Gitlin (Journalism and Sociology/Columbia Univ.) discusses modern politics, the media and activist intellectuals in seven disjointed essays.
Besides two brief introductory chapters, there are few clues about how these pieces, all previously published in some form, fit together. Gitlin (Letters to a Young Activist, 2003, etc.) pines for a lost American era in which books guided the national dialogue and the media strived to report serious, objective news. That environment supported three of his intellectual heroes—David Riesman, C. Wright Mills and Irving Howe—and Gitlin argues that their insights improved American discourse in real time. He marvels at the popularity of The Lonely Crowd, Riesman's book about how America's obsession with consumption spawned a more selfish national character. Mills is portrayed as a pioneering and thoughtful leader of American radicalism, and Gitlin thinks the sociologist would be disappointed with the emotionalized and choreographed discourse in contemporary America. Gitlin sometimes offers opaque, grand declarations with little support. While arguing that stable politics can be boring, he declares that when politics respects limits, “it slides towards the tedious—which is why, by way of compensation, we require art.” Later he announces, “The media have been in the habit of smuggling the habit of living with the media.” The author concludes with the title essay, about patriotism and sacrifice after 9/11. Gitlin shares his feelings as a New Yorker and a liberal intellectual who dutifully hung his American flag, but who also recalled the anger he felt towards the same symbol during Vietnam. He criticizes “cowed” Democrats, the “fundamentalist left” and President Bush's “smug” ineptitude, and he calls for a new liberal approach to patriotism, marked by national sacrifice. But he gives far less attention to addressing this than he does to offering criticisms of existing methods.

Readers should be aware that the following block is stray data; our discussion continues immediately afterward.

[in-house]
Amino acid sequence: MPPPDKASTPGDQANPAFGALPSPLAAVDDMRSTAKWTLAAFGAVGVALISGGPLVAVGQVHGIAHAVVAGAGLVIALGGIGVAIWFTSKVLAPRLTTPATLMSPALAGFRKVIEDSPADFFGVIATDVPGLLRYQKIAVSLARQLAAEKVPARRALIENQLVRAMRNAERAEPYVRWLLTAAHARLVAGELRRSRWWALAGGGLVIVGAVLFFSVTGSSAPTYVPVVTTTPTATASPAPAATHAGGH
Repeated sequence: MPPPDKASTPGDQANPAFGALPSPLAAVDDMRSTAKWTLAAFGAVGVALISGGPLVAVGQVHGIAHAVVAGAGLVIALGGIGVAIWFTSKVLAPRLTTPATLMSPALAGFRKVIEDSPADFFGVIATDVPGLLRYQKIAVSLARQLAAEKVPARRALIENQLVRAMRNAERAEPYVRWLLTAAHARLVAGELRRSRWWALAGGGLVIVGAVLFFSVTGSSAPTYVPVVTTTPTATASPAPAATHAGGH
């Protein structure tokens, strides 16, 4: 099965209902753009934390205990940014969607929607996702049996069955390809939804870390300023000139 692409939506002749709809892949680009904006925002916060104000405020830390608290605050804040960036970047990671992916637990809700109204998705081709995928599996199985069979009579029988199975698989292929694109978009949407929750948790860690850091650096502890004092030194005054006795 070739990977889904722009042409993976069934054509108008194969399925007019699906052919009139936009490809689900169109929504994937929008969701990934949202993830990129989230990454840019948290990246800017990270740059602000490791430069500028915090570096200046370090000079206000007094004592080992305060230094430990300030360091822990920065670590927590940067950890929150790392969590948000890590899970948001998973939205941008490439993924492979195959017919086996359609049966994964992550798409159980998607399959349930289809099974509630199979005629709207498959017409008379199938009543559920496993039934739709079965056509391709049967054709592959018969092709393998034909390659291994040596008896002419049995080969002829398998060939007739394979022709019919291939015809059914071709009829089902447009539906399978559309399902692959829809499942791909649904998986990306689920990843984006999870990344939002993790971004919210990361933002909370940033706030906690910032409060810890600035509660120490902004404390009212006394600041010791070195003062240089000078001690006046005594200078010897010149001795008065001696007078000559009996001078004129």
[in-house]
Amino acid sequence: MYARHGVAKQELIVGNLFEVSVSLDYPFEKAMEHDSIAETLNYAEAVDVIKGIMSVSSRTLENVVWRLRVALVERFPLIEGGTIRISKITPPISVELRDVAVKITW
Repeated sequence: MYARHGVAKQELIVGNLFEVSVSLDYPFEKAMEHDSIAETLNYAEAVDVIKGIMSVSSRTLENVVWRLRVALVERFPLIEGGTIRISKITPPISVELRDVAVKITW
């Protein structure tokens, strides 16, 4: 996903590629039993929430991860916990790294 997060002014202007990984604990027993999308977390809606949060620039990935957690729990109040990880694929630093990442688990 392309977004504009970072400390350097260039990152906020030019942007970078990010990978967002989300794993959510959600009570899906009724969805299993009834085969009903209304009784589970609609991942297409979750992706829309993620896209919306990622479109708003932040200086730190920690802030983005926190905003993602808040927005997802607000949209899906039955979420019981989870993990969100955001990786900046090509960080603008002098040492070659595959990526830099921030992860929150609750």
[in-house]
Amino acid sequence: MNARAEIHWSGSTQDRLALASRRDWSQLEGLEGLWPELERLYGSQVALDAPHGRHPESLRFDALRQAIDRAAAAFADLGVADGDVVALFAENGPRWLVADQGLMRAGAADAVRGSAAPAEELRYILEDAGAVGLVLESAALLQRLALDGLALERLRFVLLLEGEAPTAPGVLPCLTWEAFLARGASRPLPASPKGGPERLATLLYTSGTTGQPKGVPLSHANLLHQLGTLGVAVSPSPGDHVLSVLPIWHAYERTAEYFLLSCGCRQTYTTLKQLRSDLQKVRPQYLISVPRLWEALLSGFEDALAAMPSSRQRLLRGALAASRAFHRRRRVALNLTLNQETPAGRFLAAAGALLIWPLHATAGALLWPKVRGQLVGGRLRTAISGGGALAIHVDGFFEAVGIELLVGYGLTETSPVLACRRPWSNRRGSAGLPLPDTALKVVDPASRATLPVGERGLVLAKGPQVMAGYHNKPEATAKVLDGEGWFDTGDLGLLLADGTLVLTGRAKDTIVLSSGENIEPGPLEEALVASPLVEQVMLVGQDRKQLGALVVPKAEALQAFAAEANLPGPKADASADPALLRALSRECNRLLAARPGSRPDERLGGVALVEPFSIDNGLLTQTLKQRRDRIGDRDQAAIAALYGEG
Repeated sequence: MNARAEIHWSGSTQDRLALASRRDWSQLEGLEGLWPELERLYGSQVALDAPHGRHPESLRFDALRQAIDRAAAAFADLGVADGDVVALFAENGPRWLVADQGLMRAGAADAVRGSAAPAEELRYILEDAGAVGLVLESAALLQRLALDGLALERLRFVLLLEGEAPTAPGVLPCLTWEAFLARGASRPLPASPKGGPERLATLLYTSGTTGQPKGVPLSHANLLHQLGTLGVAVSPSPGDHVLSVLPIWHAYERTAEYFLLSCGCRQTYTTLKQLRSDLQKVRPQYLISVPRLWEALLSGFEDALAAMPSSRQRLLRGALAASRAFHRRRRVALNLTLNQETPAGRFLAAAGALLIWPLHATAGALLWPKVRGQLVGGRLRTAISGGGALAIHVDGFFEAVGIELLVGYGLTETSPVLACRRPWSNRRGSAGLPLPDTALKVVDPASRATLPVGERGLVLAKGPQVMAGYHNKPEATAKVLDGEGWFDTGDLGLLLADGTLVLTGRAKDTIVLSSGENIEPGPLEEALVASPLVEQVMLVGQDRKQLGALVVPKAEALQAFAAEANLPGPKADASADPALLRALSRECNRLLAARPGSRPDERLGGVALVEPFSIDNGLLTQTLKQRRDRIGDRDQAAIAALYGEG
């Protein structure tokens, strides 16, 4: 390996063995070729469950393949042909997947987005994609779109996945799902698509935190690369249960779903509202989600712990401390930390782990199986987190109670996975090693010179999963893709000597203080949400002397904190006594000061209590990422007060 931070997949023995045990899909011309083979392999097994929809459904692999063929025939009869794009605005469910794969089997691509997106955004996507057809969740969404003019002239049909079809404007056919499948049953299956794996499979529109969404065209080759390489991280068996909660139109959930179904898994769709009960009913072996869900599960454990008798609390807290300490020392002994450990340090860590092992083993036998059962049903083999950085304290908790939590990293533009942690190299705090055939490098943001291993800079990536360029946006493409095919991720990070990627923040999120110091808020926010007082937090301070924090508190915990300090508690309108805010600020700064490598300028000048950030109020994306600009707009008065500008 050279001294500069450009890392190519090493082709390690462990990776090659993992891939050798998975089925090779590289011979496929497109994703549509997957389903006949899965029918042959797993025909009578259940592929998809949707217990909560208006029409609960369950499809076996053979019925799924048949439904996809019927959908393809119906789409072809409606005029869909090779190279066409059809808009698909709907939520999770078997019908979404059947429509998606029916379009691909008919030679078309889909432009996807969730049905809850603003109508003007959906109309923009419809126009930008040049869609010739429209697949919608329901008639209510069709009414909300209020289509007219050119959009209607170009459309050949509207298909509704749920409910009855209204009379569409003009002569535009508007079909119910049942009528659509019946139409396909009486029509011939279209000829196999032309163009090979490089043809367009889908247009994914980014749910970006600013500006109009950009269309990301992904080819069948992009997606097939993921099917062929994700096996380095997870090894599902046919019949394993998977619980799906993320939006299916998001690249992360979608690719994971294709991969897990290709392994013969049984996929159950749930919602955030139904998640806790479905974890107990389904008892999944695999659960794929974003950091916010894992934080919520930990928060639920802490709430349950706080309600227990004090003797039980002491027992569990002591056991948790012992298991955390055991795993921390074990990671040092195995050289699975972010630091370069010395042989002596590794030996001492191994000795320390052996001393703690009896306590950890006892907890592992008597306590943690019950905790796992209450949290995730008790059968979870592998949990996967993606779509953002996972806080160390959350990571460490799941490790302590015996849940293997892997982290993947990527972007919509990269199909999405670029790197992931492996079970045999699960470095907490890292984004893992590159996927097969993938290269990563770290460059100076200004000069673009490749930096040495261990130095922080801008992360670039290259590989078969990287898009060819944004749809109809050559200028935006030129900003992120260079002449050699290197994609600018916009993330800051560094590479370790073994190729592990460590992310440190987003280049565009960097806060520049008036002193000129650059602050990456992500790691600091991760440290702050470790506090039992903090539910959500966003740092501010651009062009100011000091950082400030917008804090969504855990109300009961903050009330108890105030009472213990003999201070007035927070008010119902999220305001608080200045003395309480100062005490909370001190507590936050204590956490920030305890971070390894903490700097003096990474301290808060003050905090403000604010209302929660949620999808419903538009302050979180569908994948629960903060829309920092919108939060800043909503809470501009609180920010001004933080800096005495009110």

Spotty and derivative.